Tuesday night, the House of Representatives passed a massive piece of bipartisan legislation that some are calling the “cherry on top” of President Donald Trump’s Dodd-Frank rollback.
Back in May, Trump signed S. 2155 into law, rolling back many provisions of the Dodd-Frank Act, and seeking to bring regulatory relief to community banks across the U.S. This law was passed through Congress without bipartisan support.
But now, the House passed the JOBS Act 3.0, a massive bipartisan bill made up of 32 pieces of individual legislation, with a margin of 406-4. Some supporters are calling this bill the “cherry on top” of the Dodd-Frank rollback signed into law in May.
Those voting against the bill included two Republicans, Rep. Thomas Massie, R-Ken., and Rep. Justin Amash, R-Mich. Two Democrats also voted against the bill including Rep. Jan Schakowsky, D-Ill., and Rep. Jerrold Nadler, D-N.Y. Another 18 members did not vote including six Republicans and 12 Democrats.
“What we’re trying to do, and do it on a bipartisan basis, is ensure that our entrepreneurs at least don’t face the challenge of having the capital they need to launch their companies,” said Rep. Jeb Hensarling, chairman of the House Financial Services Committee and lead sponsor of the bill.
And the committee’s Ranking Member Maxine Waters, D-Calif., also voiced her strong support of the bill.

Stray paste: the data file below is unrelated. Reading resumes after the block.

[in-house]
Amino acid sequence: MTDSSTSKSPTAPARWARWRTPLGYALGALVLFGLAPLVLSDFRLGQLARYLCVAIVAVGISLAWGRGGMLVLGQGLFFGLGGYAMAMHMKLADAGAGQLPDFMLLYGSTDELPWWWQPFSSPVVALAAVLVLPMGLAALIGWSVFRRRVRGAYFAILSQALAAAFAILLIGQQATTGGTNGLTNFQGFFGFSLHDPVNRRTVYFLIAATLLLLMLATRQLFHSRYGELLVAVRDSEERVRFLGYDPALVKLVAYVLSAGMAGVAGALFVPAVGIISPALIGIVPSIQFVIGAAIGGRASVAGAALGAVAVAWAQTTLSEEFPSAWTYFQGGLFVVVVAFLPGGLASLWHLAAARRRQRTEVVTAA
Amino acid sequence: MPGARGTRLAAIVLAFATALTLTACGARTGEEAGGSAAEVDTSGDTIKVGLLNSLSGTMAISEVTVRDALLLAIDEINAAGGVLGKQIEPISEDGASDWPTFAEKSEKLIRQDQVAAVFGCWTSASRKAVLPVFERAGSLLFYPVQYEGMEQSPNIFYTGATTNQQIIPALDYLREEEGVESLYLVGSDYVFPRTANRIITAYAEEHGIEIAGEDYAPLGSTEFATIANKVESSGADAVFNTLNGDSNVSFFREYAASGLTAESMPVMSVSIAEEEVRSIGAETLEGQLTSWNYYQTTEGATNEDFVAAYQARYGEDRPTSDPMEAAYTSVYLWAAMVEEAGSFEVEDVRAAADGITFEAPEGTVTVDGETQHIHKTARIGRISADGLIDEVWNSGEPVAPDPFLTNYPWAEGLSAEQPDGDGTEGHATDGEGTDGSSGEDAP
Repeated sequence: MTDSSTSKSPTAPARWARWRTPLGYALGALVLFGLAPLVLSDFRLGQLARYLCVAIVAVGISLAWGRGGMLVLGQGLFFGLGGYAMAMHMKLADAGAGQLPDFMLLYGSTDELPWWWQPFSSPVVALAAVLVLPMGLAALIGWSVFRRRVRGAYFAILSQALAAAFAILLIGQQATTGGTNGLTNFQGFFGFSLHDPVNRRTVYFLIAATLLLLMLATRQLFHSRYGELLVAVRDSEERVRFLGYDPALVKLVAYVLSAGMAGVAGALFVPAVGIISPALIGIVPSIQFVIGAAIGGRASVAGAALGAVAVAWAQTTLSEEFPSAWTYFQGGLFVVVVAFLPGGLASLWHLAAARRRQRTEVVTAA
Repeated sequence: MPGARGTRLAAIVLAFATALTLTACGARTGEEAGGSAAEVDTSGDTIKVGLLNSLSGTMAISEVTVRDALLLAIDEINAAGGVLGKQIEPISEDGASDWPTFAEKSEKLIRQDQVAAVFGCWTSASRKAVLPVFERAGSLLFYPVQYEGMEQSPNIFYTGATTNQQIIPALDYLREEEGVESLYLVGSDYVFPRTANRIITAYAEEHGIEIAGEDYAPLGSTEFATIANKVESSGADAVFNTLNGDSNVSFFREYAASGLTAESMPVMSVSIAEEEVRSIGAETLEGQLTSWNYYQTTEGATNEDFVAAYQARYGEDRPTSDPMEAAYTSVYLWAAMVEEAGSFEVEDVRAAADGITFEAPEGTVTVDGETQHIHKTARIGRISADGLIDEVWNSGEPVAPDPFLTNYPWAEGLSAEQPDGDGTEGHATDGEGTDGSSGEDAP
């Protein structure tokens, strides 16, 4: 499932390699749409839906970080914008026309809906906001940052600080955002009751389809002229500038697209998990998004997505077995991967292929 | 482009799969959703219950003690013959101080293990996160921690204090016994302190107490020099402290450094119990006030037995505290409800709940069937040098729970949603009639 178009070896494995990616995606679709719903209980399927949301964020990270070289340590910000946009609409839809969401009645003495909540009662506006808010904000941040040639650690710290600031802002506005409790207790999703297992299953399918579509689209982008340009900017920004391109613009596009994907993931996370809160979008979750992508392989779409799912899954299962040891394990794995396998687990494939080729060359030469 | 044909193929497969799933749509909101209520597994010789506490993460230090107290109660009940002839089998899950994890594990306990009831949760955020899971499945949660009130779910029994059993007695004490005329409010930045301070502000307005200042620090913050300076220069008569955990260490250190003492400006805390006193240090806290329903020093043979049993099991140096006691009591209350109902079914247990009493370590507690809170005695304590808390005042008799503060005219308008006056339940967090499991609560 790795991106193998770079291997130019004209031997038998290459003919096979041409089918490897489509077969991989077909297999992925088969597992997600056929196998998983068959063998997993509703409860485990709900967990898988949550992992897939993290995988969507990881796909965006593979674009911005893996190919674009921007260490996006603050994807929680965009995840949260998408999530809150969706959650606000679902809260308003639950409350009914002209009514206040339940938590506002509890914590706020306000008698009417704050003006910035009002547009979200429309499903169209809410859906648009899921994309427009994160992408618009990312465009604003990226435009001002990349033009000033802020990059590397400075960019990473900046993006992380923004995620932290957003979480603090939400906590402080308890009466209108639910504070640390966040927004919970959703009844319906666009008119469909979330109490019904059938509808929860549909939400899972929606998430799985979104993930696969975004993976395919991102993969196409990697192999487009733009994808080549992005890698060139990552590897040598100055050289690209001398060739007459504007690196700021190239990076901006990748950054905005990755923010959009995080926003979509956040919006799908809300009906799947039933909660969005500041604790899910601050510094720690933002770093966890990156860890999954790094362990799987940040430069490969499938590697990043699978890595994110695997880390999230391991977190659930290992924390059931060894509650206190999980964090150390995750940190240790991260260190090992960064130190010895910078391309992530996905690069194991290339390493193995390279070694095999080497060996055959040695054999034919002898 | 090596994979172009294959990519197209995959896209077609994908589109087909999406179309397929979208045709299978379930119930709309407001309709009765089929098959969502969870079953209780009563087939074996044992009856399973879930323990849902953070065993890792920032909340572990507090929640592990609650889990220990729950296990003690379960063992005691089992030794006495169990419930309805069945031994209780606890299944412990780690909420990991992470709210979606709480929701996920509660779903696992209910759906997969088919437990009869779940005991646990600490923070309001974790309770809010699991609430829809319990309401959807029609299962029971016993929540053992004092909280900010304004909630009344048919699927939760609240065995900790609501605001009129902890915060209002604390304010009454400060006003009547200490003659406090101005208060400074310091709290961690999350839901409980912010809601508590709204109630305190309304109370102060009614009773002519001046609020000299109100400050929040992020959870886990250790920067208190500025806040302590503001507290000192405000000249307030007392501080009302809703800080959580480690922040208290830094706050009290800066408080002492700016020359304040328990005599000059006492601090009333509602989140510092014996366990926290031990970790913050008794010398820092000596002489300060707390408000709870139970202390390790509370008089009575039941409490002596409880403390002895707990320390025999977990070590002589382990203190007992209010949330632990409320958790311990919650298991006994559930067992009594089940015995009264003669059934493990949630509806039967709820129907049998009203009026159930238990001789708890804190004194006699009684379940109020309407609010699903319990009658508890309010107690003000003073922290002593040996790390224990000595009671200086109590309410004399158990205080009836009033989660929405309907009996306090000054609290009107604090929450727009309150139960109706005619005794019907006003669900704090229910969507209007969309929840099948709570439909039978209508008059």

“The House amendment to S. 488 will strengthen our nation’s small businesses and entrepreneurs, bolster investor confidence, help consumers, promote financial stability and counter human and drug trafficking,” Waters said. “This package of bills has been touted as the third iteration of the Jumpstart Our Business Startups Act of 2012. Just like the first and second JOBS Act packages, S. 488 has been carefully crafted with strong bipartisan support.”
Now consumer groups are also beginning to weigh in, urging the Senate to move the bill forward quickly and send it to the president’s desk.
“Like the original JOBS Act, the Jumpstart Our Business Startups Act signed by President Obama in 2012, this 3.0 legislation is bipartisan recognition that middle-class investors and entrepreneurs need Congress to cut red tape impeding their ability to achieve the American Dream,” said John Berlau, Competitive Enterprise Institute senior fellow.
“The bill builds on the important reforms of the original JOBS Act, easing barriers for non-wealthy but experienced investors to buy into private stock offerings and freeing small and midsize public companies from the some of the most onerous mandates of Sarbanes-Oxley and Dodd-Frank,” Berlau said. “It’s urgent that the Senate complete work on this package and send to the president to be signed into law.”
Some of the legislation includes clearing up rules, reducing regulation for smaller companies such as making different small banks exempt from federal stress tests or even orders for federal agencies to look further into the benefits of certain rules.
To read more about the specifics of the bill, click here.